Young people were most interested in content that is funny and connected to their
6. Friends and family are strong interests. The most common topics of interest mentioned are lifestyle, entertainment,
opinion-shapers sports, music and art. Many, however, also claimed to be using online sources to
educate themselves and get practical tips.
Friends and family members seem to play an important role in information
verification. The respondents often claimed that if they did not know whether to trust
a particular piece of information, they relied on the opinions of their friends/peers or
9. Facebook is on a decline while
family members. In all countries, information shared or commented on by friends was Messenger is on a rise
considered a respectable source for young people. Often, they admitted they started
paying attention or attributing relevance to a piece of news only after seeing that it Facebook has been among the most widespread social media platforms among
had been shared by their friends. In addition, the young people in Serbia declared to the  young since its enormous boost in popularity in early 2010’s. However,
follow comments and online discussions to understand public perception. the  discussions showed a decline of usage among younger respondents due to
several factors.

7. Disinformation narratives overlap Facebook was mostly named as one of the primary sources of information about
in the region events, organisations and current issues. For many, it is considered a  necessity –
the young use it as a tool for the exchange of information connected with their school
Narratives supporting anti-immigration, anti-European Union, anti-NATO; anti- or work, and use it as a platform for study groups. However, the young claimed either
multiculturalism and Western “decadence” are commonly spread in all 8 countries not to — or very rarely — share content on Facebook, although claiming they receive
analysed. Disinformation narratives attempt to influence the geo-political orientation information from their friends who post and share content. This is a paradox, since
of these countries and to stir distrust of NATO and the EU. Furthermore, disinformation the young claimed to often rely on information shared by their active friends, yet few
narratives utilise social-economic, historical or ethnic divisions and vulnerabilities of admit to ever posting or sharing content. This  further confirms the importance of
societies. Therefore, in Poland, anti-Ukrainian narratives are possible to observe: friends and family in opinion-shaping and information consumption.
in Serbia, nationalistic and narratives supporting Orthodox values and culture are
dominant and influential; in Bosnia and Herzegovina, disinformation narratives “We have usually one friend who regularly shares
exploit on ethnic divisions and inherent distrust among the ethnic groups. [information] on Facebook.”
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Facebook Messenger was identified as the number one platform for the account was perceived as a hobby.
communication and exchange of information. Moreover, many participants stated Some young Serbs declared to have up
they preferred to share news directly to friends through Messenger rather than to 3 Instagram profiles with each having
posting things online on their walls. In fact, in some countries, Messenger was named a different audience and purpose.
as the most used social media platform. Young Slovaks especially liked the short
expiration time of Instagram Stories,
Increased commercialisation of Facebook and the lack of transparency of its which they often use to publish most
algorithms have significantly decreased the trust of the respondents towards this intimate information and moments.
platform. Increasingly negative perceptions by young people towards Facebook
were observed: being aware of “information bubbles” and the negative echo-
chambers it can create, they are consciously – and increasingly – limiting their time 11. YouTube is a source
spent on Facebook. Many participants in the discussions considered Facebook to of fun and education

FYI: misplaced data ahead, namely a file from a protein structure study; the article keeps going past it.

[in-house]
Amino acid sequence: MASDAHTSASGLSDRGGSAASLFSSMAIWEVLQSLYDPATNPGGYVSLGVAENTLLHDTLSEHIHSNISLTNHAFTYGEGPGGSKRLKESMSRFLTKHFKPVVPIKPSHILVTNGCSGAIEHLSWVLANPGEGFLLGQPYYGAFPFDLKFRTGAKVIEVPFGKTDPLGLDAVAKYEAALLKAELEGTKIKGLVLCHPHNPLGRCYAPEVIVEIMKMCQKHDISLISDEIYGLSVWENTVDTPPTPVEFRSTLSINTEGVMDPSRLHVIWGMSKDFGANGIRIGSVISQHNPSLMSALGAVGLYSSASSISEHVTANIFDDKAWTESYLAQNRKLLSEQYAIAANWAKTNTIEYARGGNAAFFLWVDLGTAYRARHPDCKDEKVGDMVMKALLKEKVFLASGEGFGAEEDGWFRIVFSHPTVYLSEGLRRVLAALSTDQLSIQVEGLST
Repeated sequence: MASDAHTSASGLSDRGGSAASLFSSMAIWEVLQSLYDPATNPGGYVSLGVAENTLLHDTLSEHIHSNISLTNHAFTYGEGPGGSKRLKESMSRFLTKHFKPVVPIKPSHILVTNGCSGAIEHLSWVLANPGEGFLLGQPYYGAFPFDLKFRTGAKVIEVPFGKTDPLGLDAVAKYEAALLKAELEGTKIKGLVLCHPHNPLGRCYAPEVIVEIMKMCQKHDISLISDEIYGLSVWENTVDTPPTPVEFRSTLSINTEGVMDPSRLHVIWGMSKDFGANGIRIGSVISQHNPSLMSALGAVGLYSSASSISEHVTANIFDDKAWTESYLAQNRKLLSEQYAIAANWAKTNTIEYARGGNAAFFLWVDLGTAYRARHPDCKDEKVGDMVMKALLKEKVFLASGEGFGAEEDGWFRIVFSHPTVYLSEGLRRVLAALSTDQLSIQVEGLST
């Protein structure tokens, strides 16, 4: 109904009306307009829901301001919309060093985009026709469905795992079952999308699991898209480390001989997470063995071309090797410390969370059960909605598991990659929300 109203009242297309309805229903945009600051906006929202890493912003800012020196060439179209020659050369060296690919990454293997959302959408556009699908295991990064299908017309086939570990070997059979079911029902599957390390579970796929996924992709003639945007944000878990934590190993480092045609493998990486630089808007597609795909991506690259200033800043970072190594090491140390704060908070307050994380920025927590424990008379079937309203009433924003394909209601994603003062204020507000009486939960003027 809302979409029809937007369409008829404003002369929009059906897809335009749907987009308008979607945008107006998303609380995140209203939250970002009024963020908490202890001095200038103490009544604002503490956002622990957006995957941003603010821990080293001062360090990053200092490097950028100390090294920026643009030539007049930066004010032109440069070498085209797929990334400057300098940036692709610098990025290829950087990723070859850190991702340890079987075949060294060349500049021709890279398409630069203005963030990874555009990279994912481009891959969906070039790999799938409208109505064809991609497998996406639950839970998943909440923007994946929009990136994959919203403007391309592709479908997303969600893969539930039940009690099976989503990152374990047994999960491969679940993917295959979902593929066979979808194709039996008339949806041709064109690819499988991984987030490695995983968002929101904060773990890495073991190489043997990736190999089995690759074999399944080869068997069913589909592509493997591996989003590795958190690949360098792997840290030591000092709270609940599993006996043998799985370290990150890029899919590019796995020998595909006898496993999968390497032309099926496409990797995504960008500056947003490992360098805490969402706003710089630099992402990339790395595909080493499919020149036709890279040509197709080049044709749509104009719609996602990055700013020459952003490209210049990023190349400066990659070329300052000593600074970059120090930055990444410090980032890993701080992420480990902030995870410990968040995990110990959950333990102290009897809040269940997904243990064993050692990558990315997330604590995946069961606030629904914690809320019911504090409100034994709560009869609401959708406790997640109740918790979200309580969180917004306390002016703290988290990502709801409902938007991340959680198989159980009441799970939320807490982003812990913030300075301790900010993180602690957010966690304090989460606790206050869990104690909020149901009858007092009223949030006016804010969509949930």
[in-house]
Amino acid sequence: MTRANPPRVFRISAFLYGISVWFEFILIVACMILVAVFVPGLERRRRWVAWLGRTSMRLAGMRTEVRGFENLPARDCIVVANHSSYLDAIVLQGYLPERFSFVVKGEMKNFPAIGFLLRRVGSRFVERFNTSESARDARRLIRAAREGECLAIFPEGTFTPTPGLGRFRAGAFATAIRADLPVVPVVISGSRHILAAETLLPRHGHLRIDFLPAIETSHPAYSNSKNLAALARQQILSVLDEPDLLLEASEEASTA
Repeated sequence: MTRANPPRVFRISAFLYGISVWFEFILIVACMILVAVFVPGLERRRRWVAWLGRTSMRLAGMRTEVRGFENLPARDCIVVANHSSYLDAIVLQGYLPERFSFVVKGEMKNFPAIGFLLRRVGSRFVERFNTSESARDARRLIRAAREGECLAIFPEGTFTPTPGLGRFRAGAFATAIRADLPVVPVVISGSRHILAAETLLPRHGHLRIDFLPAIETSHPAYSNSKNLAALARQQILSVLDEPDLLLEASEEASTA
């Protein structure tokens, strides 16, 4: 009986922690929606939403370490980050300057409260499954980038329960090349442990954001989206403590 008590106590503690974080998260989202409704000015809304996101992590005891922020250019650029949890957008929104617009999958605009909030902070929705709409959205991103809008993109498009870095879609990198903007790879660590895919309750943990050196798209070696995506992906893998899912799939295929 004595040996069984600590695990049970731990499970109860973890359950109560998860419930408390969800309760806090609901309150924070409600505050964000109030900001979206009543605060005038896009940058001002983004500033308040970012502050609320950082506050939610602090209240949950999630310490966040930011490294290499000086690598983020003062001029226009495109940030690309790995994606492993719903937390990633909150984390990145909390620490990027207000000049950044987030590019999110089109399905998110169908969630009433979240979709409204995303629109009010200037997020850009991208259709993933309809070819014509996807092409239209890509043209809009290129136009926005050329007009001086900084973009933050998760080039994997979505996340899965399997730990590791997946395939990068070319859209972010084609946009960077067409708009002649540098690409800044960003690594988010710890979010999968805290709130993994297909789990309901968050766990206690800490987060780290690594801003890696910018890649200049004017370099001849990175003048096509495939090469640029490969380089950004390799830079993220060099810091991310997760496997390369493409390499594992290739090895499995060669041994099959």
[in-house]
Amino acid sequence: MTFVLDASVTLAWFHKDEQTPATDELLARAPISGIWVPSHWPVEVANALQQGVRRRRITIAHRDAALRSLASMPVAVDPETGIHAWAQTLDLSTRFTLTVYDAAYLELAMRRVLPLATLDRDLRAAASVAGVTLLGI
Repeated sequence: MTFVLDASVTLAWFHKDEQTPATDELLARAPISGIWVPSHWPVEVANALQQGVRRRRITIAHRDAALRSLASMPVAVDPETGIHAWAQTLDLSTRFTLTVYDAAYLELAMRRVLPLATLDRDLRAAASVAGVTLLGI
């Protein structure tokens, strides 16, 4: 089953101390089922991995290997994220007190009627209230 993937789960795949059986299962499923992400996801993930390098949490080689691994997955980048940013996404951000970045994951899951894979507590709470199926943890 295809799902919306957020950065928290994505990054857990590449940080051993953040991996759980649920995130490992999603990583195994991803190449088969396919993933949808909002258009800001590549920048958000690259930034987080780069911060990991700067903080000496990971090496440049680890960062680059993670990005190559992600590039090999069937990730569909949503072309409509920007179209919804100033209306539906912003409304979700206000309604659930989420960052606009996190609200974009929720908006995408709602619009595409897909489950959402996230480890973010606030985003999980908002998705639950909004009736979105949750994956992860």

be obsolete and criticised it for being “over-advertised” in terms of having too many
ads appearing on the wall as posts, as well as in the videos. As a consequence, many While music and entertainment are
young people in all countries characterized themselves as “passive” actors on this predominant reasons why young people
social media platform, or are considering to leave it completely. watch YouTube, this platform plays an
important role in self-education in all
“I do not use Facebook because it has too many countries analysed.
advertisements and things which do not interest
me are constantly appearing.”
For further information, please, read
From Online Battlefield to Loss of Trust?
10. Young prefer “refreshing
report available on our website. ●
and private” Instagram

Instagram was generally the first choice among younger high school students.
Many prefer Instagram to Facebook due to its simplicity and clarity compared to
the latter’s complicated algorithms and commercialisation. Instagram was often
considered refreshing and innovative, and  praised for its less politicised nature
reflected in the topics that young people actively follow and seek out. In all countries,
Instagram’s top topics were mostly connected to lifestyle and everyday life of public
personalities and friends. Related to that, the platform was often regarded as more
private where one can control what and whom to see relatively easily.

The perception of Instagram was, however, not unified across the countries
analysed. Czech respondents were not favourable to it, because, according to
their perception, its options and usability for multiple purposes were too limited.
On the other hand, young Macedonians preferred Instagram to Facebook due to
its simplicity. Young Hungarians thought of it as a more private and intimate social
media platform. In  Bosnia and Herzegovina and Macedonia, having an Instagram
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PARTNERS
The research was conducted by the following organisations

ALFA Centar
ALPHA Centre
Montenegro

Asociace pro mezinárodní otázky
Association for International Affairs
Czechia

Centar za politološka istraživanja Filozofskog fakulteta
Bosnia and Herzegovina

Euro-Atlantic Council of Macedonia
Macedonia

Fondacija Centar za međunarodne I bezbednosne poslove
International and Security Affairs Centre
Serbia

Fundacja Centrum Analiz Propagandy i Dezinformacji
Center for Propaganda and Disinformation Analysis
Poland

GLOBSEC
Slovakia

Political Capital Institute
Hungary 
olus Tower II
P
+421 2 3213 7800
Vajnorská 100/B
info@globsec.org
831 04 Bratislava
www.globsec.org
Slovak Republic